Hackers Targeting Digitally Connected Consumers This Tax Season

Consumers’ Digital-First Lifestyle Opens Them to Potential Risks

Consumers have faced a lot of change over the past year with the shift to a digital-first lifestyle, and tax season is no exception. McAfee’s 2021 Consumer Security Mindset study revealed that while roughly 2 out of 3 Americans (63%) plan to do their taxes online in 2021, 12% of Americans will be doing them online for the first time. With the increase in activities online, consumers are potentially exposed to more digital risks and threats, and it is crucial that they understand how to stay safe online.

According to the IRS, Criminal Investigation identified $2.3 billion in tax fraud schemes during FY2020. Hackers target tax payers every year, but the increase in online filings due to COVID-19 in 2020 presented an even greater opportunity, as scams related to coronavirus tax relief such as Economic Impact Payments, have now earned a spot on the IRS “Dirty Dozen” tax scam list. Also relatively new to the list are social media attacks – thanks to the rapid development and adoption of social media platforms in recent years. Social media attacks involve scammers harvesting information from social media profiles, then using that data to impersonate someone you know to gain access to accounts, funds and more.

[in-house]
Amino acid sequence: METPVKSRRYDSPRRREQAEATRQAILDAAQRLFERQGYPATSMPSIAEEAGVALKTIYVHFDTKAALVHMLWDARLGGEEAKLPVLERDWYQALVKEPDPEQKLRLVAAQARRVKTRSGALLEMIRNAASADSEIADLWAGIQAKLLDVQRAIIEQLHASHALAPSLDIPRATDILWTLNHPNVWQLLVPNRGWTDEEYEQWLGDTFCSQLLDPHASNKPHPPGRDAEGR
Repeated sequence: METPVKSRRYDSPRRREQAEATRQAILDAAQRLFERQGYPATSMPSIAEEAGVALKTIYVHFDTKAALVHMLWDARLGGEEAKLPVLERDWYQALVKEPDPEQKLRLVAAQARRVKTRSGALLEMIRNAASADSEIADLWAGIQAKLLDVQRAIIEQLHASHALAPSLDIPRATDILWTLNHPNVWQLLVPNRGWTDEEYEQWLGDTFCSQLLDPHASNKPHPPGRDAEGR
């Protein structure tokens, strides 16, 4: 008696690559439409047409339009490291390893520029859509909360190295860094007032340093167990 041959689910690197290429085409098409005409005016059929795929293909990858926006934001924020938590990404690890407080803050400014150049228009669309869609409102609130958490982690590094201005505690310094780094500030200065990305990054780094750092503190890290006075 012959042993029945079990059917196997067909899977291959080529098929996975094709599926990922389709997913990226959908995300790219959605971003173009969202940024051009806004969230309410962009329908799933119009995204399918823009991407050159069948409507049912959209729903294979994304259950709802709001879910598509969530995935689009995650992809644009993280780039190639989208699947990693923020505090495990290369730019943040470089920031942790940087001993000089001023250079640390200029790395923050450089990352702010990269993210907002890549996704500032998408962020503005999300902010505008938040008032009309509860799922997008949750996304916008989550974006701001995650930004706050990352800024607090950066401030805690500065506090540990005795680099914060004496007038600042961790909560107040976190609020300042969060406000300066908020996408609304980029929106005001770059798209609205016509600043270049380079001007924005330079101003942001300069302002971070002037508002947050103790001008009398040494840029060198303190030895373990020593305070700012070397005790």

Other common attacks include email phishing attacks, phone calls posing as IRS agents, and robocalls that threaten jail time. Taking advantage of the current environment, many phishing attacks are now leveraging keywords such as “coronavirus,” “COVID-19” and “stimulus.” Additional tax scams can be harder to spot, such as when a hacker secures someone else’s Social Security number (SSN) and begins exploiting this sensitive information on the dark web and facilitating fraudulent tax returns. The IRS has warned about scams related to SSN, where scammers claim to be able to suspend or cancel the victim’s SSN, hoping that fear will get consumers to return robocall voicemails.

Consumers can do their part this tax season to protect their personal information and keep their finances secure:

  • Beware of phishing attempts. Phishing is a common tactic hackers leverage during tax season, so double-check…